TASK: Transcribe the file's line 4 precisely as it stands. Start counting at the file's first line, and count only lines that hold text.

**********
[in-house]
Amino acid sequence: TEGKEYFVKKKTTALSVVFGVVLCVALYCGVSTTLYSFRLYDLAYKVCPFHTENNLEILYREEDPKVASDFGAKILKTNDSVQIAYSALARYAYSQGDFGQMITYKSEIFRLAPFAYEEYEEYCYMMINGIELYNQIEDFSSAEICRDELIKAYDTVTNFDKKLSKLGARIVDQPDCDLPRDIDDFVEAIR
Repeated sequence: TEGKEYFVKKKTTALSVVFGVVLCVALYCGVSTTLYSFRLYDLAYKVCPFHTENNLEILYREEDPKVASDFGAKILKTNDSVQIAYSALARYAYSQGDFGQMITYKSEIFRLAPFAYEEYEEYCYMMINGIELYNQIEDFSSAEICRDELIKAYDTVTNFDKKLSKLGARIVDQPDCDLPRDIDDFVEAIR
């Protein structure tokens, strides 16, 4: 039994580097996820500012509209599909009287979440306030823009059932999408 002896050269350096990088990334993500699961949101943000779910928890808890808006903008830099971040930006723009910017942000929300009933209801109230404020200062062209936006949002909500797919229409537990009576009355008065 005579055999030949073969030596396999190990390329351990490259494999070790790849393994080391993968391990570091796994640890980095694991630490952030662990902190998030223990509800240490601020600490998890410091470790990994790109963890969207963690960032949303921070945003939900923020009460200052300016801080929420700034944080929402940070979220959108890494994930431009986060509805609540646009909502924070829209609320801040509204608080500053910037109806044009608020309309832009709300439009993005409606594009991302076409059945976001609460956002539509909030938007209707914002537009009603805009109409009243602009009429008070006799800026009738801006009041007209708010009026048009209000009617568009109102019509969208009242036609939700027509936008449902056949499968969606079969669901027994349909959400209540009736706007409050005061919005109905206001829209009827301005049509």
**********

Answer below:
């Protein structure tokens, strides 16, 4: 039994580097996820500012509209599909009287979440306030823009059932999408 002896050269350096990088990334993500699961949101943000779910928890808890808006903008830099971040930006723009910017942000929300009933209801109230404020200062062209936006949002909500797919229409537990009576009355008065 005579055999030949073969030596396999190990390329351990490259494999070790790849393994080391993968391990570091796994640890980095694991630490952030662990902190998030223990509800240490601020600490998890410091470790990994790109963890969207963690960032949303921070945003939900923020009460200052300016801080929420700034944080929402940070979220959108890494994930431009986060509805609540646009909502924070829209609320801040509204608080500053910037109806044009608020309309832009709300439009993005409606594009991302076409059945976001609460956002539509909030938007209707914002537009009603805009109409009243602009009429008070006799800026009738801006009041007209708010009026048009209000009617568009109102019509969208009242036609939700027509936008449902056949499968969606079969669901027994349909959400209540009736706007409050005061919005109905206001829209009827301005049509």